Irene Butter endured her share of trauma as a Jewish girl growing up in Europe in the 1930s and 1940s — including a few years in the same Amsterdam neighborhood as Anne Frank and a stint in Bergen-Belsen, the concentration camp where Anne died.
But Butter came out of the Holocaust alive, and strong, and dedicated — strong enough to earn a Ph.D. in economics from Duke University and dedicated enough to spend the past 35 years fulfilling what she sees as her duty: speaking for those who can no longer speak.
Now 88, the German-born Butter will appear Sunday, Feb. 10 at Or Shalom Jewish Community in San Francisco to talk about her life and her 2018 memoir, “Shores Beyond Shores: From Holocaust to Hope, My True Story.” She’ll be in conversation with Bay Area author and filmmaker Elizabeth Rynecki.
Since the book’s release 10 months ago, Butter has been speaking mainly in the Midwest (she lives in Michigan) and East, so the Or Shalom event will mark her first talk on the West Coast.
An activist who long has focused on peace work, including the founding of an Arab-Jewish women’s dialogue group, Butter told J. she’s excited about meeting her Bay Area audience and visiting San Francisco for another reason: It’s where her son and his family live.
She plans to visit her grandson’s school, Thomas Edison Charter Academy, and the Brandeis School of San Francisco. Speaking in schools, and especially to middle-school students, is her favorite way to tell her story.
“Students are so ready to listen,” she said. “That’s what keeps me going.”
Students, she said, are receptive and uninhibited and “ask wonderful questions.” For example: “Did the Nazis allow you to take your pets to the concentration camp?” and “If you saw Hitler today, what would you tell him?”
“I think it’s wonderful that they get deeply involved and ask thoughtful questions,” Butter said.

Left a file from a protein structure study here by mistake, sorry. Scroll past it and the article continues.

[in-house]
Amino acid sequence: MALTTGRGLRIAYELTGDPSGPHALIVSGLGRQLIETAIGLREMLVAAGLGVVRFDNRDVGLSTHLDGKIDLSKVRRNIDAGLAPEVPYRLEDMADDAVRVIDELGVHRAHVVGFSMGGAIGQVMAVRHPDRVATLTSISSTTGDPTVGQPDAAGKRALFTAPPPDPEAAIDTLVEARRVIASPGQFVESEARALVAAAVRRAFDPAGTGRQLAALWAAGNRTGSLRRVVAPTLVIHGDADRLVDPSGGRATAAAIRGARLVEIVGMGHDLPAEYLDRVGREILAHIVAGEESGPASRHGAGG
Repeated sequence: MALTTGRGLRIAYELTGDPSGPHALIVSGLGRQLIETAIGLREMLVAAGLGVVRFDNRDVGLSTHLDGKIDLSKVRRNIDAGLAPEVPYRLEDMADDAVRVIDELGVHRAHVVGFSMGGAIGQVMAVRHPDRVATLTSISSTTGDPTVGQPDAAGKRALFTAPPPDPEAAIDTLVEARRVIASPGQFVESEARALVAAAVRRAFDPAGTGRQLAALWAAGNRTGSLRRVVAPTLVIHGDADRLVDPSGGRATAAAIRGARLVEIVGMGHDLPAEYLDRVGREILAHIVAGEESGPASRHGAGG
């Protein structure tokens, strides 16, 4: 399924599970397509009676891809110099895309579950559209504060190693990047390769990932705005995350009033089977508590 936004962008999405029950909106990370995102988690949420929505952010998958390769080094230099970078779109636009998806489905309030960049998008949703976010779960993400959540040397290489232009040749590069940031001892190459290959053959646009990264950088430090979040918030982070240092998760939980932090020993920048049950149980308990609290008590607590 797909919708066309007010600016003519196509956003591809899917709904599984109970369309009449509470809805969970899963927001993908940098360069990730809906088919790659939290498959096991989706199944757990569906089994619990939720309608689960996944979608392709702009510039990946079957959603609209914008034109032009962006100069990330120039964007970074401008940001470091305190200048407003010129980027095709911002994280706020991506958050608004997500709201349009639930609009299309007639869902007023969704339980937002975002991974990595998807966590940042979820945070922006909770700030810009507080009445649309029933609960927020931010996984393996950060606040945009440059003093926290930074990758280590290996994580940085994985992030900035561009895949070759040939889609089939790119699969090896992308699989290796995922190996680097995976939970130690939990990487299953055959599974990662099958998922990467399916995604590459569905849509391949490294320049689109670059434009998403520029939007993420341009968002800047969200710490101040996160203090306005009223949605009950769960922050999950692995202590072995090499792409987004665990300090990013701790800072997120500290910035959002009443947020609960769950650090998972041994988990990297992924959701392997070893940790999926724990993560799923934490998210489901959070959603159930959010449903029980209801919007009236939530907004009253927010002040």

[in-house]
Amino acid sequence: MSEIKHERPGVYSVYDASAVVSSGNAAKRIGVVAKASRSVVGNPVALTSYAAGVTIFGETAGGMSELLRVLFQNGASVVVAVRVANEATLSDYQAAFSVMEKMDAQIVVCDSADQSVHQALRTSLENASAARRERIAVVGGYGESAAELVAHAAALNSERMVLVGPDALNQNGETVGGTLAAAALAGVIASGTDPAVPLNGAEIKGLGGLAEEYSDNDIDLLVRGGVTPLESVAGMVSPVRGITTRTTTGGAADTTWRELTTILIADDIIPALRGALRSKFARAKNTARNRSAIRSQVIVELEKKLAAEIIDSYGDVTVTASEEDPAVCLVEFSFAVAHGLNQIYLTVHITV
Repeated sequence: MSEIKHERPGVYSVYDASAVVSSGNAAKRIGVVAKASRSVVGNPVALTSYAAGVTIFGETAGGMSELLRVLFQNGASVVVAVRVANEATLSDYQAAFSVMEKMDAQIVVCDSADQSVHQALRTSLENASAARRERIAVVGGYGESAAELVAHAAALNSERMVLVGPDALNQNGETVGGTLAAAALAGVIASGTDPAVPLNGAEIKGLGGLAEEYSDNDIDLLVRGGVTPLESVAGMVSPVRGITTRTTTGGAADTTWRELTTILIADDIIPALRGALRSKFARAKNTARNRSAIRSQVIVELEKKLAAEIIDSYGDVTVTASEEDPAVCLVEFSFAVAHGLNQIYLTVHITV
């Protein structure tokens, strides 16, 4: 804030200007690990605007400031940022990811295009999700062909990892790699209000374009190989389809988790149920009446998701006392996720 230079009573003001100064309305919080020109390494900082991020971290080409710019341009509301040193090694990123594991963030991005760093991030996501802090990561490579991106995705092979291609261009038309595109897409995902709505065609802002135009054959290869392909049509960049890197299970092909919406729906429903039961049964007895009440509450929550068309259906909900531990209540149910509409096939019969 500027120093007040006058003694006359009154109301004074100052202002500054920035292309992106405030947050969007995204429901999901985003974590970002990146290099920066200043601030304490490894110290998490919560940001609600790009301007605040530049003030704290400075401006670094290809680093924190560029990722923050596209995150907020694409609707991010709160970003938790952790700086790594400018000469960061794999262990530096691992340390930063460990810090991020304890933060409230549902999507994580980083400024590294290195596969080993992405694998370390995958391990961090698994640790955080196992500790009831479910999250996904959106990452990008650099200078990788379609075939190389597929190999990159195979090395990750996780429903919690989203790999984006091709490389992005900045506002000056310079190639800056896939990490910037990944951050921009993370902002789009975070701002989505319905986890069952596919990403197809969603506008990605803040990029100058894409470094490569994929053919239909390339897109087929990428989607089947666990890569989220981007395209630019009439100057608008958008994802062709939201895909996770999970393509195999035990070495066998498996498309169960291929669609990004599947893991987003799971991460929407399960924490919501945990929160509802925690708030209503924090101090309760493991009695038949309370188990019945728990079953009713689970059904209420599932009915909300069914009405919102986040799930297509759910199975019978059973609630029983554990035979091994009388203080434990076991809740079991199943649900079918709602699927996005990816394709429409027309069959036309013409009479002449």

After arriving in the United States on Dec. 24, 1945, Butter went on to graduate from Queens College in New York and, after earning a Ph.D. at Duke, become a professor of public health at the University of Michigan.
Born in Berlin in 1930, Butter fled Germany with her family in 1940 and wound up living in the same neighborhood as another family that did the same: the Franks. Anne and Irene, though they didn’t know each other, were separated in age by less than two years. “We had mutual friends and I knew enough to look up to her,” Butter writes on her biography page at irenebutter.com.
In February 1944, the Butters were taken to Bergen-Belsen, where Butter did come into contact with Anne Frank (though a fence was between them). The Butters suffered terribly at Bergen-Belsen until a twist of fate got them transferred out in January 1945.
But that wasn’t the end of misery. Two days out of Bergen-Belsen, the father was beaten to death, his body left at a train station in Biberach, Germany. Then, after reaching Switzerland, Butter was separated from her mother and brother because they were both seriously ill. (By way of France and Algeria, she eventually was reunited with them in New York.)
After World War II, most people did not want to hear or talk about experiences in concentration camps and Jewish ghettos.
Butter said on the first night she arrived in the U.S, “They told me [you’ll] be starting a new life and you must forget about the past and never talk about it. It was 1945 and nobody was ready to listen. If we ever mentioned anything about the Holocaust, we were silenced immediately.”
Years later, she heard Elie Wiesel telling survivors they had a duty to speak out and tell their stories. “One time I heard him say that if you were in the camps and you smelled the air and heard the silence of the dead, then it’s your responsibility to tell the stories and testify. That made a deep impression on me.”
But it wasn’t until Butter was invited to participate in an Anne Frank exhibit in Detroit in the late 1980s that it hit her: Since Frank wasn’t there to tell her story, she had to do it.
“Six million people weren’t there to tell their stories, and I had that blessing,” she said.
She’s been telling her story ever since.
“I didn’t ask to go through the Holocaust, but I was saved through the miracles of luck, and the love and determination of my Pappi. I owe it to him and everybody who suffered to talk about what I learned because suffering never ends, so our work must continue.”